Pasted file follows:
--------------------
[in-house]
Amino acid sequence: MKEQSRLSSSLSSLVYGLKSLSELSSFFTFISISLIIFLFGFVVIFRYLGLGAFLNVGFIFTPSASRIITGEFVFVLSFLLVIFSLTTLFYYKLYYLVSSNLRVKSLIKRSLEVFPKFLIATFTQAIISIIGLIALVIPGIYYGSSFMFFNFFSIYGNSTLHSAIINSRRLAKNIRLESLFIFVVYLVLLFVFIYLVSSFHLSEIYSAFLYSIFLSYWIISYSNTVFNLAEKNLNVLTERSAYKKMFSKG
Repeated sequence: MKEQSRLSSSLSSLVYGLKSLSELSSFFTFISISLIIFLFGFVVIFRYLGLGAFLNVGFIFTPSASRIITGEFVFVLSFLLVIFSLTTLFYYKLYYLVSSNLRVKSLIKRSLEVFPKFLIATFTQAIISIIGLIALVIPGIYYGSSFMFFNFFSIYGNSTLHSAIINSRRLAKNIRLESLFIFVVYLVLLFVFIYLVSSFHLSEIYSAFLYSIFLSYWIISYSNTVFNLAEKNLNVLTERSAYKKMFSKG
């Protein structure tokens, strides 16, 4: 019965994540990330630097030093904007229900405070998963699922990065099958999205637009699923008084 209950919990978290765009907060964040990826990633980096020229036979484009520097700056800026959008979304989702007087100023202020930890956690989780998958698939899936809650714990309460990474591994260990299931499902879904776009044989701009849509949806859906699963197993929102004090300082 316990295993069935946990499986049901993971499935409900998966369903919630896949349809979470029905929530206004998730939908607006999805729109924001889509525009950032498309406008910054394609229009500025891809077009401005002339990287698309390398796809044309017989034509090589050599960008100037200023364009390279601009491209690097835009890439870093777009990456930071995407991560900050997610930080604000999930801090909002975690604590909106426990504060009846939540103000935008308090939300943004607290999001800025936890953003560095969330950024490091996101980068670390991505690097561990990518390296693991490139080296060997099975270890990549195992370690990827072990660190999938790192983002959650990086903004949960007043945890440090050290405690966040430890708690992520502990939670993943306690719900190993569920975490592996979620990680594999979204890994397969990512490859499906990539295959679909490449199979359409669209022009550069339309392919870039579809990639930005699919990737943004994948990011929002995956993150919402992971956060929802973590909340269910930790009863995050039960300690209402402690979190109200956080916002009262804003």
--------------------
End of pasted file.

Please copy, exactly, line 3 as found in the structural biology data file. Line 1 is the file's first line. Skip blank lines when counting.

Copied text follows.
Repeated sequence: MKEQSRLSSSLSSLVYGLKSLSELSSFFTFISISLIIFLFGFVVIFRYLGLGAFLNVGFIFTPSASRIITGEFVFVLSFLLVIFSLTTLFYYKLYYLVSSNLRVKSLIKRSLEVFPKFLIATFTQAIISIIGLIALVIPGIYYGSSFMFFNFFSIYGNSTLHSAIINSRRLAKNIRLESLFIFVVYLVLLFVFIYLVSSFHLSEIYSAFLYSIFLSYWIISYSNTVFNLAEKNLNVLTERSAYKKMFSKG